Romanticism yearning after a spiritual independence that the

Romanticism literature in poetry and how it effects everyday society. I have no quarrel, it is scarcely necessary to add, either with the man of science or the romanticist when they keep in their proper place. (Gleckner 33).

Some people are still unclear of the exact boundaries in which literature is considered Romanticism, but few common relations seem to be apparent in all or most pieces.The Romantic believes that the particular qualities which make-up humanness – mind, purpose, consciousness, will, personality are unique in known phylogeny, and are so far at variance with the physical conditions in which man exists that they are irrelevant to the general structure of physical reality.(Gleckner 123). As the drunken era of over-doped writers started their 1770’s few thought with such creativeness as Irving’s Rip Van Winkle. People became obsessed by the idea of freedom, and the writers became rebels, perpetually in revolt against conservative society, yearning after a spiritual independence that the current age denied them. Hero of American Romanticism: male, young, innocence, love of nature, distrust to town life.(Arpin 120).Romanticism logic might have been considered a waste of laboring effort to conceive but, it made a revolutionary path for new way of thinking for an old school society.

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The Romantic attitude to life and art has a subjective foundation is not to be denied.( Gleckner 260). Romantic poetry and thought have their starting-point in the poet himself, in his aspirations and in his experience.

On the one hand, his aspiration to a certain fullness of being, to a certain purity of spiritual life, to harmony and unity, a yearning toward the absolute. On the other hand, a visionary experience which responds to this aspiration and which assures the soul of the validity of its dream and of its hope. To understand the romantic doctrine, it is therefore necessary to scrutinize the experiences which the romantics thought crucial and from which all their intellectual activity arose.

In these germinal experiences, there are many individual differences which cannot delay as here. The readers only know the word as the poet decided to show it to them. The interpretation in which one can receive from the piece is left for society to experience. Thus, as romantic literature everywhere developed, imagination was praised over reason, emotions over logic, and intuition over science-making way for a vast body of literature of great sensibility and passion.(Funk 1). Proper object of the romantic poetic experience is in fact, a sort of matter-spirit continuum. For the English romantic poets, nature is not the treasure-house of all that is primitive, chaotic, savage, or sensational. It is the archetype and the accomplished model of all creation.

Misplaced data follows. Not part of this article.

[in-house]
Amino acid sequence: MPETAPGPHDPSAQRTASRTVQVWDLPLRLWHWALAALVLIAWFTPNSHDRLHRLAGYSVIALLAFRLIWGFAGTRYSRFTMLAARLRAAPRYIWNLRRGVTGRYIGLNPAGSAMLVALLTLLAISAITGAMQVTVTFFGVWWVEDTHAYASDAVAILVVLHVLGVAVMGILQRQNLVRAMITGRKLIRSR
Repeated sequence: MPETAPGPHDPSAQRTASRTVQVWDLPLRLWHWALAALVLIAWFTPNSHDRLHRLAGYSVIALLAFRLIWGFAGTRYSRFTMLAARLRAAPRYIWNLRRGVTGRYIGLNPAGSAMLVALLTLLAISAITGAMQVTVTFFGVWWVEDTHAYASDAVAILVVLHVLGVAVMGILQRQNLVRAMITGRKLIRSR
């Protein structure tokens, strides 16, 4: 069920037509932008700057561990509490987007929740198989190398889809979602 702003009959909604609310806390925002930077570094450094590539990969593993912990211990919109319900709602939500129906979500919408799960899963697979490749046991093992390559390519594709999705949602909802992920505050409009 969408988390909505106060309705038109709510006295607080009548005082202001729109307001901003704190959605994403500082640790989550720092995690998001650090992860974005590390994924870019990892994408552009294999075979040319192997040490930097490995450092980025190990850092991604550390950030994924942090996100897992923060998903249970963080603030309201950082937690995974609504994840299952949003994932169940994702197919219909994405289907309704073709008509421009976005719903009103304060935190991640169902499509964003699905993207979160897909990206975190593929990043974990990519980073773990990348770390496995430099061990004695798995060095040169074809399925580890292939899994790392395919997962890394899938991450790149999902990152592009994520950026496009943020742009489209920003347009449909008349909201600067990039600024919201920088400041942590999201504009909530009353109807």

Their metaphysics may be thought rather unstable: they are not English for nothing. But they have brought into being what might be called a philosophy of creativity, which is the core of their thought, in the same way as the experience in which this philosophy originates in its vital core. The Romantics found in nature a far less clearly defined divinity; their experiences is usually recorded as a more generalized emotional and intellectual awakening.(Arpin 119).

Such an approach allows us to see the romantic doctrine of nature and art in its proper perspective. Nature, as revealed by the poetic experience, is a tertium quid born of the meeting and interpretation of two opposite forces: the unity and organizing power of the spirit, and diversity and chaos of matter. The idealizing and certifying function of art is, no doubt, something of a commonplace. (Gleckner 166). But for the romantics a poem’s unity and ideal quality do not arise out of strictly intellectual or technical operation; they are arrived at, as in neoclassicism, by taking general types according to fixed rules.

They are, on the contrary, the culmination of an organic process in which the poets create a work which is a symbol. As a critic, Poe defended the doctrine of art for art’s sake; and his poems their best have a curious rhythmic fascination.(Quennell 178).The Romantic Movement began to take shape in England many years before it emerged any where else where it would reach its highest point during the productive 1830’s. Romantic feelings had always existed; but only


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